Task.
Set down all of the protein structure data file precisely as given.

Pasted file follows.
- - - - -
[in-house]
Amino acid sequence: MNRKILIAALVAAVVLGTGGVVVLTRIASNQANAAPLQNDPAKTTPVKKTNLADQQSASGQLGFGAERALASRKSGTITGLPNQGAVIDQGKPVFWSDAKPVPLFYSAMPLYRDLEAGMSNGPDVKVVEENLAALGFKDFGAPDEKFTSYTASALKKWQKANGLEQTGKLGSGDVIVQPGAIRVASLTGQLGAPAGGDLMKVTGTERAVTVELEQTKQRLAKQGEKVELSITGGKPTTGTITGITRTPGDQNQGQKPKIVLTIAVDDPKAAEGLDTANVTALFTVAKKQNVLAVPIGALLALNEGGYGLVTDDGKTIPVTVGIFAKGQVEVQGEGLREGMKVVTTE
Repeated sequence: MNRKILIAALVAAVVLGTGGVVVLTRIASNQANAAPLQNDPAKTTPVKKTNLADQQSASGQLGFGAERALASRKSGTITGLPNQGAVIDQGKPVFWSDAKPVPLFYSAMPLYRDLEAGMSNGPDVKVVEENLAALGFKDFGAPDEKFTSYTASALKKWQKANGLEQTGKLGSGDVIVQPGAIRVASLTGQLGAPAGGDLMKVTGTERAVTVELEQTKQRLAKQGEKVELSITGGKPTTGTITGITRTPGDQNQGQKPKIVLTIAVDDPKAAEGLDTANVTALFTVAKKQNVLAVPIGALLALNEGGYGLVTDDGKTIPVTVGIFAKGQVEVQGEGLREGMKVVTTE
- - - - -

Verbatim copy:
[in-house]
Amino acid sequence: MNRKILIAALVAAVVLGTGGVVVLTRIASNQANAAPLQNDPAKTTPVKKTNLADQQSASGQLGFGAERALASRKSGTITGLPNQGAVIDQGKPVFWSDAKPVPLFYSAMPLYRDLEAGMSNGPDVKVVEENLAALGFKDFGAPDEKFTSYTASALKKWQKANGLEQTGKLGSGDVIVQPGAIRVASLTGQLGAPAGGDLMKVTGTERAVTVELEQTKQRLAKQGEKVELSITGGKPTTGTITGITRTPGDQNQGQKPKIVLTIAVDDPKAAEGLDTANVTALFTVAKKQNVLAVPIGALLALNEGGYGLVTDDGKTIPVTVGIFAKGQVEVQGEGLREGMKVVTTE
Repeated sequence: MNRKILIAALVAAVVLGTGGVVVLTRIASNQANAAPLQNDPAKTTPVKKTNLADQQSASGQLGFGAERALASRKSGTITGLPNQGAVIDQGKPVFWSDAKPVPLFYSAMPLYRDLEAGMSNGPDVKVVEENLAALGFKDFGAPDEKFTSYTASALKKWQKANGLEQTGKLGSGDVIVQPGAIRVASLTGQLGAPAGGDLMKVTGTERAVTVELEQTKQRLAKQGEKVELSITGGKPTTGTITGITRTPGDQNQGQKPKIVLTIAVDDPKAAEGLDTANVTALFTVAKKQNVLAVPIGALLALNEGGYGLVTDDGKTIPVTVGIFAKGQVEVQGEGLREGMKVVTTE